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New law requires CO monitors in rentals

READ MORE: New law requires CO monitors in rentals
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Most people know about smoke detectors, but experts say protecting yourself against carbon monoxide is just as important. While smoke detectors are already required in rental units, a new state law went into effect Friday requiring landlords to install a carbon monoxide alarm in each level of a rental unit. Often called the silent killer, carbon monoxide is an invisible, odorless, colorless gas created when a fuel source burns incompletely. A carbon monoxide alarm gives you a warning that could save your life. That's why a new state law requires landlords to install a battery-operated or electric carbon monoxide alarm in rental units. The law only applies to renters with a current or new lease, who have a fossil-fuel burning heater or appliance, fireplace or garage. Fire and Life Safety Educator Meg Langston of the Wilmington Fire Department says everyone should have one, just in case. "We recommend that you have at least one on each level," Langston said. "And depending on your carbon monoxide alarm, it's going to tell you to install it in different locations." It's also important to have a working smoke alarm. There are two types. An ionization smoke alarm detects flaming, fast moving fires first. A photoelectric smoke alarm detects smoldering fires first. Experts say your best bet is to get a combination smoke alarm and a separate carbon monoxide alarm. But any protection is better than no protection. In 2005, the most recent year statistics are available, firefighters across the country responded to 61,000 carbon monoxide incidents. January and December were the peak months.

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TO GUEST 4444, Do not put

TO GUEST 4444, Do not put your safety or your family's safety in someone else's hand. Just go out and buy own. Get the battery opperated combo smoke and carbon monoxide detecters. They are not that expensive and you can get them at HOME DEPOT or LOWE'S even WALMART. S/F ROGER FLEMING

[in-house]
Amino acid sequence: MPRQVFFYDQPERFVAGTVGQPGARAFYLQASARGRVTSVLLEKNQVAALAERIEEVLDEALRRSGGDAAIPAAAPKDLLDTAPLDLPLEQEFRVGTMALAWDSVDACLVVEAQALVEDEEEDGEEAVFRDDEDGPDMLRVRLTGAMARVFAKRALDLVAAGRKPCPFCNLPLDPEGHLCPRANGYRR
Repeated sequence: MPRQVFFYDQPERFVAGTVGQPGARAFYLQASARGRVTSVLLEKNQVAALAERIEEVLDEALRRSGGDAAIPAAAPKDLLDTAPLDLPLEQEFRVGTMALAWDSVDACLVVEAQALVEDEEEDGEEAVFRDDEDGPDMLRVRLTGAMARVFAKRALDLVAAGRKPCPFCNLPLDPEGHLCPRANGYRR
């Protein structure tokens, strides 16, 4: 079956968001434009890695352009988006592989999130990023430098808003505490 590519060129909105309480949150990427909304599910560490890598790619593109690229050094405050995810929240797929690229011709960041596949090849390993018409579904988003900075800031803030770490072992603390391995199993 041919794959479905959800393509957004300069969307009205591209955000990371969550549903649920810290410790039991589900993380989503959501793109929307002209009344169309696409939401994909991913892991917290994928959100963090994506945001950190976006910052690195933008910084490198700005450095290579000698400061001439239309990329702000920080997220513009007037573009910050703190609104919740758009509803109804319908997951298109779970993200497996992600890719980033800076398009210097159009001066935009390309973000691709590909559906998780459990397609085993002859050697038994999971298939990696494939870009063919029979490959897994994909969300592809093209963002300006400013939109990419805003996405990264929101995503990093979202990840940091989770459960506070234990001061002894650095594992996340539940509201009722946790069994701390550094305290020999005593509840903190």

good to be safe BUT

It is produced by the incomplete burning of various fuels, including coal, wood, charcoal, oil, kerosene, propane, and natural gas. I cook and heat my home with Electricity do I have a need for a CO detector?

um

No. Electricity in the home isn't fossil fuel.

LOL

MORE overstepping of government and STUPID LAWS just to say they did...

I have a wood burning fireplace but my apartment complex says th

I have a wood burning fireplace but my apartment complex says they are exempt, and if I want one I need to purchase it myself. Is that correct? If not, whom should I contact?

When you use your fireplace...

be sure NOT to burn treated lumber, which produces toxic fumes.

wood

Fossil fuels in general are formed over millions of years so they have high carbon levels. When they burn they produce high levels of carbon monoxide. Wood smoke does not have a high level of CO and what there is is very diluted and goes up the chimney. All newer wood stoves have very low emissions including CO. We breath out CO. Make sure your chimney is working properly.

More info should be given

Photoelectric vs. Ionization. Since the subject was brought up... Ionization detectors work by sampling air, Photoelectric detectors work by the substance entering the detector blocking a photoelectric light reaching a photocell. Ionization are considered more sensative and are more likely disabled due to cooking rendering the detector unopritive forlonger periods of time. Bottom line- Smoke detectors save lives!

You are correct. The article

You are correct. The article has it completely backwards.